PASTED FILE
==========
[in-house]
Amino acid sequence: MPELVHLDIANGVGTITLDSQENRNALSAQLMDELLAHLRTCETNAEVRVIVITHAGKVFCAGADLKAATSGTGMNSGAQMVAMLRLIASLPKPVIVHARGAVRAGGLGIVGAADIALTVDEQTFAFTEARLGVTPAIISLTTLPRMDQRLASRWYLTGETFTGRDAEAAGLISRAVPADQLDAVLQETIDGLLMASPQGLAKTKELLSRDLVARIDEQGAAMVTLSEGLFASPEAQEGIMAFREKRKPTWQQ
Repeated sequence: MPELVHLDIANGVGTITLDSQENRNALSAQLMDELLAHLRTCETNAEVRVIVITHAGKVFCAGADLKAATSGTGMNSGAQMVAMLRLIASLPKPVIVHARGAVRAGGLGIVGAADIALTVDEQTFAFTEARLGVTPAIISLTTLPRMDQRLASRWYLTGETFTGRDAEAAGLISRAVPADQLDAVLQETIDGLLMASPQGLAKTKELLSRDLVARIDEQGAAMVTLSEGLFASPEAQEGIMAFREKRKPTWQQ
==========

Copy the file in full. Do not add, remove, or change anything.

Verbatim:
[in-house]
Amino acid sequence: MPELVHLDIANGVGTITLDSQENRNALSAQLMDELLAHLRTCETNAEVRVIVITHAGKVFCAGADLKAATSGTGMNSGAQMVAMLRLIASLPKPVIVHARGAVRAGGLGIVGAADIALTVDEQTFAFTEARLGVTPAIISLTTLPRMDQRLASRWYLTGETFTGRDAEAAGLISRAVPADQLDAVLQETIDGLLMASPQGLAKTKELLSRDLVARIDEQGAAMVTLSEGLFASPEAQEGIMAFREKRKPTWQQ
Repeated sequence: MPELVHLDIANGVGTITLDSQENRNALSAQLMDELLAHLRTCETNAEVRVIVITHAGKVFCAGADLKAATSGTGMNSGAQMVAMLRLIASLPKPVIVHARGAVRAGGLGIVGAADIALTVDEQTFAFTEARLGVTPAIISLTTLPRMDQRLASRWYLTGETFTGRDAEAAGLISRAVPADQLDAVLQETIDGLLMASPQGLAKTKELLSRDLVARIDEQGAAMVTLSEGLFASPEAQEGIMAFREKRKPTWQQ